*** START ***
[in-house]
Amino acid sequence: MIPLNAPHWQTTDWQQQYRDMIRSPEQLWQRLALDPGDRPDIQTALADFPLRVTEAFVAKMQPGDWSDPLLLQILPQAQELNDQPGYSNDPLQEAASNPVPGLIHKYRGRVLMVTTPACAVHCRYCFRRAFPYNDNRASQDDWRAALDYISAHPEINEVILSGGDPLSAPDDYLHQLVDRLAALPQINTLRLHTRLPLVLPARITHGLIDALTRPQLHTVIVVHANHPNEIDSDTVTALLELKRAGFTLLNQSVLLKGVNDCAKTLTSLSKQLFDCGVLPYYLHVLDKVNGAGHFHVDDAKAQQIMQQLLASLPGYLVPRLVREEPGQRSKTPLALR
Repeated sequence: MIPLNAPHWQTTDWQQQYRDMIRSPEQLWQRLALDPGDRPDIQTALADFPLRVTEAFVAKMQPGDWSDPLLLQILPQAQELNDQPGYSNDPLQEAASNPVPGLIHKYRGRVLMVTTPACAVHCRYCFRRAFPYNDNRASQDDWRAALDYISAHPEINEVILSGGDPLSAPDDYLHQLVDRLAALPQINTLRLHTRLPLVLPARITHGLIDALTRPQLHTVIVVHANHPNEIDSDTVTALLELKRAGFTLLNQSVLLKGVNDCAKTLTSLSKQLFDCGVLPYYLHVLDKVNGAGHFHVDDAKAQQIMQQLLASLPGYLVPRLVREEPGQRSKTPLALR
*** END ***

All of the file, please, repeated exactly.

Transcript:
[in-house]
Amino acid sequence: MIPLNAPHWQTTDWQQQYRDMIRSPEQLWQRLALDPGDRPDIQTALADFPLRVTEAFVAKMQPGDWSDPLLLQILPQAQELNDQPGYSNDPLQEAASNPVPGLIHKYRGRVLMVTTPACAVHCRYCFRRAFPYNDNRASQDDWRAALDYISAHPEINEVILSGGDPLSAPDDYLHQLVDRLAALPQINTLRLHTRLPLVLPARITHGLIDALTRPQLHTVIVVHANHPNEIDSDTVTALLELKRAGFTLLNQSVLLKGVNDCAKTLTSLSKQLFDCGVLPYYLHVLDKVNGAGHFHVDDAKAQQIMQQLLASLPGYLVPRLVREEPGQRSKTPLALR
Repeated sequence: MIPLNAPHWQTTDWQQQYRDMIRSPEQLWQRLALDPGDRPDIQTALADFPLRVTEAFVAKMQPGDWSDPLLLQILPQAQELNDQPGYSNDPLQEAASNPVPGLIHKYRGRVLMVTTPACAVHCRYCFRRAFPYNDNRASQDDWRAALDYISAHPEINEVILSGGDPLSAPDDYLHQLVDRLAALPQINTLRLHTRLPLVLPARITHGLIDALTRPQLHTVIVVHANHPNEIDSDTVTALLELKRAGFTLLNQSVLLKGVNDCAKTLTSLSKQLFDCGVLPYYLHVLDKVNGAGHFHVDDAKAQQIMQQLLASLPGYLVPRLVREEPGQRSKTPLALR